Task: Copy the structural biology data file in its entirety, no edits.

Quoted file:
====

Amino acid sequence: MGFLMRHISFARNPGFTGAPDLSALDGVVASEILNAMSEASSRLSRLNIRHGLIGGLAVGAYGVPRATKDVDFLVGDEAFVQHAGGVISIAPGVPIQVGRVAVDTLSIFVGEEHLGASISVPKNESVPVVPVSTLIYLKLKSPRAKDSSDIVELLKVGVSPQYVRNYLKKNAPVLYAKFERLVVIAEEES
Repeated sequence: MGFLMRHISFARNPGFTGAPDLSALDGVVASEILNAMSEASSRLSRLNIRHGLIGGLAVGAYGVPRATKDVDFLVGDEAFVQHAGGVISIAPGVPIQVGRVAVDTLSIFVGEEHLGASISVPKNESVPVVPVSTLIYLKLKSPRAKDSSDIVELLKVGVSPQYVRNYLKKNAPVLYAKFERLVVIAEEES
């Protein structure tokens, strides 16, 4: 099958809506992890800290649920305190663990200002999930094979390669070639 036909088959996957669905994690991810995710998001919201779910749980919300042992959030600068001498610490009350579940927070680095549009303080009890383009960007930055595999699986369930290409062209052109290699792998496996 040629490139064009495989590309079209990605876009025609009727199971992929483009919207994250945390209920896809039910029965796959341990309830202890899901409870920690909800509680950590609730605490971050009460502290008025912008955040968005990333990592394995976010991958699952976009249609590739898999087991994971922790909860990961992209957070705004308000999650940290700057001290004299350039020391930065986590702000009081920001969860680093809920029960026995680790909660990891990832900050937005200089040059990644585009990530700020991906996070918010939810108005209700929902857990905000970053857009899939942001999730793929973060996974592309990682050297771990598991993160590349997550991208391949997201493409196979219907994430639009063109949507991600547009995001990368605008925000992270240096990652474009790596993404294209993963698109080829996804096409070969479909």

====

Amino acid sequence: MGFLMRHISFARNPGFTGAPDLSALDGVVASEILNAMSEASSRLSRLNIRHGLIGGLAVGAYGVPRATKDVDFLVGDEAFVQHAGGVISIAPGVPIQVGRVAVDTLSIFVGEEHLGASISVPKNESVPVVPVSTLIYLKLKSPRAKDSSDIVELLKVGVSPQYVRNYLKKNAPVLYAKFERLVVIAEEES
Repeated sequence: MGFLMRHISFARNPGFTGAPDLSALDGVVASEILNAMSEASSRLSRLNIRHGLIGGLAVGAYGVPRATKDVDFLVGDEAFVQHAGGVISIAPGVPIQVGRVAVDTLSIFVGEEHLGASISVPKNESVPVVPVSTLIYLKLKSPRAKDSSDIVELLKVGVSPQYVRNYLKKNAPVLYAKFERLVVIAEEES
């Protein structure tokens, strides 16, 4: 099958809506992890800290649920305190663990200002999930094979390669070639 036909088959996957669905994690991810995710998001919201779910749980919300042992959030600068001498610490009350579940927070680095549009303080009890383009960007930055595999699986369930290409062209052109290699792998496996 040629490139064009495989590309079209990605876009025609009727199971992929483009919207994250945390209920896809039910029965796959341990309830202890899901409870920690909800509680950590609730605490971050009460502290008025912008955040968005990333990592394995976010991958699952976009249609590739898999087991994971922790909860990961992209957070705004308000999650940290700057001290004299350039020391930065986590702000009081920001969860680093809920029960026995680790909660990891990832900050937005200089040059990644585009990530700020991906996070918010939810108005209700929902857990905000970053857009899939942001999730793929973060996974592309990682050297771990598991993160590349997550991208391949997201493409196979219907994430639009063109949507991600547009995001990368605008925000992270240096990652474009790596993404294209993963698109080829996804096409070969479909």